No simple answers to our export decline

Alok Ray | Updated on January 20, 2018 Published on May 31, 2016

A clutch of factors Dragging down exports B Jothi Ramalingam   -  THE HINDU

The exchange rate is not a major issue. Product specific factors, including elasticities, should be probed

India’s exports have been falling in dollar terms for the 17 months in a row. What is causing this and what can be done about it? A debate on these issues, especially the role of the exchange rate and the RBI, has been raging in the media. Yet, some important points are missing in the discussion.

Falling exports can be attributed to weak global demand and hence beyond the control of Indian policy makers. A significant part of our exports consists of refined petro products, iron ore and minerals, whose prices have fallen sharply. Such exports may have actually risen in volume terms. But that is not the case for all exports. Also, countries such as Bangladesh and Vietnam have been able to increase their exports in dollar terms during the same period. So, we cannot put the blame entirely on deteriorating global demand or falling prices.

Two approaches

There are basically two schools of thought here. One emphasises the structural/institutional features of the economy to be primarily responsible while the other holds the exchange rate to be the villain. The RBI, not surprisingly, subscribes to the former school.

The RBI view is that we should focus on improving our economic fundamentals and maintaining macroeconomic stability and the trend exchange rate should be left to market forces.

For improving our international competitiveness, we need to remove infrastructural bottlenecks, enhance productivity and access to finance, increase domestic competition, keep inflation in check and improve the ease of doing business in India.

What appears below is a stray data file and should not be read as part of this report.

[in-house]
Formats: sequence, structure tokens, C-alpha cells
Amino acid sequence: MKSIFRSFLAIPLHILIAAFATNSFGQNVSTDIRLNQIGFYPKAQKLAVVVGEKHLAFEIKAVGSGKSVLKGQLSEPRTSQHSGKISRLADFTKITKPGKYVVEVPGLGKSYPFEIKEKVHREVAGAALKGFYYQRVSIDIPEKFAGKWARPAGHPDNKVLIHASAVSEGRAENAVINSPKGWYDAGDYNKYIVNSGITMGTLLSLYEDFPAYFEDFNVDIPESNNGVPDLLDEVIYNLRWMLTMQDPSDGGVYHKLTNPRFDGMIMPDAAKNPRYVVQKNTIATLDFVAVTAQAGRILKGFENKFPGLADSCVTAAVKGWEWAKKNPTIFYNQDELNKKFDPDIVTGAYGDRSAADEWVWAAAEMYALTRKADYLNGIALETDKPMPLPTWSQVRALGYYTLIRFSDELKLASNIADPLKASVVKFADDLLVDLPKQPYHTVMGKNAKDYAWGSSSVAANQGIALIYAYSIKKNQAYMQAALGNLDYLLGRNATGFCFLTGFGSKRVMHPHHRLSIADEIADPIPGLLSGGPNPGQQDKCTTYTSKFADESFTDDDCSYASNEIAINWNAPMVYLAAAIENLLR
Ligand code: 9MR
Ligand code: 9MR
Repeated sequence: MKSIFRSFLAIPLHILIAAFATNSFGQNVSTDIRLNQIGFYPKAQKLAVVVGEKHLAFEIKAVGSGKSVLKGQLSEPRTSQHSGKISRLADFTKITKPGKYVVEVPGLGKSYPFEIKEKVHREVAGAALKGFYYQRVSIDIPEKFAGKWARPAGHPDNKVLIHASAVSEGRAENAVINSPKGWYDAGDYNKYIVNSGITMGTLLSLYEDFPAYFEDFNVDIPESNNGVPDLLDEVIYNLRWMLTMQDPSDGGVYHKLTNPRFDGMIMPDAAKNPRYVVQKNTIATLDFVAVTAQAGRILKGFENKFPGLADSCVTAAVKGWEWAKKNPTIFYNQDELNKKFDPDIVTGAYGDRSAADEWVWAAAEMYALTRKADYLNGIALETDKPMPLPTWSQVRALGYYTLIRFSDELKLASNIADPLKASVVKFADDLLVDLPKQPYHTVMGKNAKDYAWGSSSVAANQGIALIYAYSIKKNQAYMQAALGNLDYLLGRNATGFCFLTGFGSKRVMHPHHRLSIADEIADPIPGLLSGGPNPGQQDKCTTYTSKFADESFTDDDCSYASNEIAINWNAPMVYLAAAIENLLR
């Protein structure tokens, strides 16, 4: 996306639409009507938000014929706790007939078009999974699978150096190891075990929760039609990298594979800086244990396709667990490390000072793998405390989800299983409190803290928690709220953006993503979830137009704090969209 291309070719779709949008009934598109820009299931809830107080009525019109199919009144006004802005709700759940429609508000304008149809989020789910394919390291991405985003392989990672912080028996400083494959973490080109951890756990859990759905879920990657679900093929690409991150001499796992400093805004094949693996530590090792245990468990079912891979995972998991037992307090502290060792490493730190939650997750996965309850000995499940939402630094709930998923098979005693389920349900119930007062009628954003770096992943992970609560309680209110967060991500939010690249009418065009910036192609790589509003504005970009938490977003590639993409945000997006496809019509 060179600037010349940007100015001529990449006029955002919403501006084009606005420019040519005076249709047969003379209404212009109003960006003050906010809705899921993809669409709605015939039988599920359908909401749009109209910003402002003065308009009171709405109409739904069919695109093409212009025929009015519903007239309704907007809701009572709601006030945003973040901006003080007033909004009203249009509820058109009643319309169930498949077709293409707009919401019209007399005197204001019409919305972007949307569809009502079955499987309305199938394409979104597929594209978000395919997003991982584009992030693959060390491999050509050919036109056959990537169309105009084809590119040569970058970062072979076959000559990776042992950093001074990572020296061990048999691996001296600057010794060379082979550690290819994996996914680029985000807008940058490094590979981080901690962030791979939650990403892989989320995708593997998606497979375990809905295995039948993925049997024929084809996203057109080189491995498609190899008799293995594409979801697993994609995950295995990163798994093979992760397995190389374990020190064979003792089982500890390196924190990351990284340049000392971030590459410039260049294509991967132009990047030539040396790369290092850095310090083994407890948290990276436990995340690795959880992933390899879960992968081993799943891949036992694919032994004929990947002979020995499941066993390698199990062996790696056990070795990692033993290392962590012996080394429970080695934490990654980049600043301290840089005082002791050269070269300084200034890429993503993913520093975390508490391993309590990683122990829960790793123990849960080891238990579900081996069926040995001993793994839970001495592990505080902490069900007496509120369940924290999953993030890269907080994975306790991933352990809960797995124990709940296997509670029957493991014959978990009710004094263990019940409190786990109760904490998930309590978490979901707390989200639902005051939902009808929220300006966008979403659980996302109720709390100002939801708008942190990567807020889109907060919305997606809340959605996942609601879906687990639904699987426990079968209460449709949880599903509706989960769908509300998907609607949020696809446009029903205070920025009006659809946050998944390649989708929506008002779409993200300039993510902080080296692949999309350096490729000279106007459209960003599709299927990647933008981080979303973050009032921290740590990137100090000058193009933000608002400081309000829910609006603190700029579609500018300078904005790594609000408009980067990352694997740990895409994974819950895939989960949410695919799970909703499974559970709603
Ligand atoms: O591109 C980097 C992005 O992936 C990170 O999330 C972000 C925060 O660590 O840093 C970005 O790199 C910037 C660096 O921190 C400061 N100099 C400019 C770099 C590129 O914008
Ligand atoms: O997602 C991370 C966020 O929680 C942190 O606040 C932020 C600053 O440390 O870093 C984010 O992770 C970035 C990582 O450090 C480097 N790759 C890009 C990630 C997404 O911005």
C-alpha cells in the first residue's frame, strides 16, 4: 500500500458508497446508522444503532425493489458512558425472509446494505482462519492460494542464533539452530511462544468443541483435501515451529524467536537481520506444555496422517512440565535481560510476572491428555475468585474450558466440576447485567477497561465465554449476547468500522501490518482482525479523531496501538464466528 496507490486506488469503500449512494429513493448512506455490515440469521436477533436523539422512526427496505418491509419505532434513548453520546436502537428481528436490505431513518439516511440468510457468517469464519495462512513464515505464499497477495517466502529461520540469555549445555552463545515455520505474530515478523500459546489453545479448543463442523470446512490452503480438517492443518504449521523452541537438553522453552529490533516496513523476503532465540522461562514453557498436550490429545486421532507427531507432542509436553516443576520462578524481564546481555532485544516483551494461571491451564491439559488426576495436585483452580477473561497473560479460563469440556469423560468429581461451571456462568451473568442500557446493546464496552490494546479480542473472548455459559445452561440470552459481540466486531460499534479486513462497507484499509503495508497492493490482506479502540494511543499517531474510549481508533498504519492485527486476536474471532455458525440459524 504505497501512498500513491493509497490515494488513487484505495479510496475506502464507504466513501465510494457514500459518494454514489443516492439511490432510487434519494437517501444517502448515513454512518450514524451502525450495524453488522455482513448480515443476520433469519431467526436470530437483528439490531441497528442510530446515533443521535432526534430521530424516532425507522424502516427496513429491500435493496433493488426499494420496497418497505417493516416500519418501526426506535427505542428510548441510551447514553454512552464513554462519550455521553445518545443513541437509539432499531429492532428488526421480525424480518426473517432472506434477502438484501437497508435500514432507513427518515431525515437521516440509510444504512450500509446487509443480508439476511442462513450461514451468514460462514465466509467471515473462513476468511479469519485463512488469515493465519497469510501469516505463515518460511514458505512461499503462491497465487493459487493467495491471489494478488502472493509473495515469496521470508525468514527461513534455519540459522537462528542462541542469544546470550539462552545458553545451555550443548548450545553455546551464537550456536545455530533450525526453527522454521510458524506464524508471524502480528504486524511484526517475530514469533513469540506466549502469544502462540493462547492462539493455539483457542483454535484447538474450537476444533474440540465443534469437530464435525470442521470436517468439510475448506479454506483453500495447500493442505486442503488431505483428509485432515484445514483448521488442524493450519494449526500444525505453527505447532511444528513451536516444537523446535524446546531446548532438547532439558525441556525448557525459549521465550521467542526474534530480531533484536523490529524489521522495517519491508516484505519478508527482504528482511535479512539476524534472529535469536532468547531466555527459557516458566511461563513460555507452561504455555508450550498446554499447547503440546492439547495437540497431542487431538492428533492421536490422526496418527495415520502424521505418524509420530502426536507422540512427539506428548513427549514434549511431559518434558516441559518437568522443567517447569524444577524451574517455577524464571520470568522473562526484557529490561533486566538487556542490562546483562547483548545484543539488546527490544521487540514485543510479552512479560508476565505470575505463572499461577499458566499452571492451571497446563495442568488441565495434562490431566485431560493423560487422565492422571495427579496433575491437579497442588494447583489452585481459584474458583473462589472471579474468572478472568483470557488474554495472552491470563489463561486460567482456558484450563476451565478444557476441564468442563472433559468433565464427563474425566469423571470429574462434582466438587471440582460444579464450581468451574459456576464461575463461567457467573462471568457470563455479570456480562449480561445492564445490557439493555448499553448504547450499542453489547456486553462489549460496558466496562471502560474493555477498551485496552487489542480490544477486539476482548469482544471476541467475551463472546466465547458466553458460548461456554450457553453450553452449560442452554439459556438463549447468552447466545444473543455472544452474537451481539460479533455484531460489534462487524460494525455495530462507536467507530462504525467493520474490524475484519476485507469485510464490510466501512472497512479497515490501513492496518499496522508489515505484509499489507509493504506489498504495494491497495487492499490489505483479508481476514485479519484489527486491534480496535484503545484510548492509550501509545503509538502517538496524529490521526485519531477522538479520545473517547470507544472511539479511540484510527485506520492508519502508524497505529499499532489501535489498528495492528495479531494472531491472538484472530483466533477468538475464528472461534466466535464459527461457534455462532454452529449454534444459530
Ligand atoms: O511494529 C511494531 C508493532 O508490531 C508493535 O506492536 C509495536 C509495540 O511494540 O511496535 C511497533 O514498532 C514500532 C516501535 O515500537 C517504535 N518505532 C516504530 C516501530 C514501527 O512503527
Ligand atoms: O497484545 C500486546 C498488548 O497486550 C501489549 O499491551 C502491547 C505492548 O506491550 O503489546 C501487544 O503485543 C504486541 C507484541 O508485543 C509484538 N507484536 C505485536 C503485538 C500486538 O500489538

If one looks at the nominal exchange rate, over January 2015 to March 2016 (a substantial part of the period over which Indian exports have been falling) the rupee depreciated against the dollar 6.2 per cent, whereas the Chinese yuan fell by only 4.6 per cent. Thus, contrary to popular perception, the rupee, instead of appreciating, marginally depreciated against the yuan and yet our exports were falling. The currencies of some countries (South Africa, Brazil, Russia, Malaysia, Turkey, Canada, the Eurozone) depreciated by much more, relative to US dollar, while the exports of several of them declined.

The real exchange rate or REER (both the six-currency and the 36-currency variants) — which better captures the average price competitiveness of India’s exports relative to its competitors — has remained flat over the period of falling exports. All these imply that the exchange rate was not the primary reason for the fall in Indian exports.

People who hold the exchange rate primarily responsible refer to cross-country empirical studies which show that relative exchange rates (with suitable lags) matter for export performance.

Even if that is generally true, the fact that the real exchange rate has remained flat during the period of falling exports (and even more strikingly, had actually appreciated, in both nominal and real terms, during the preceding period of rising exports) means that, for the specific period and the Indian context under consideration, exchange rate was not the main factor.

Reality bites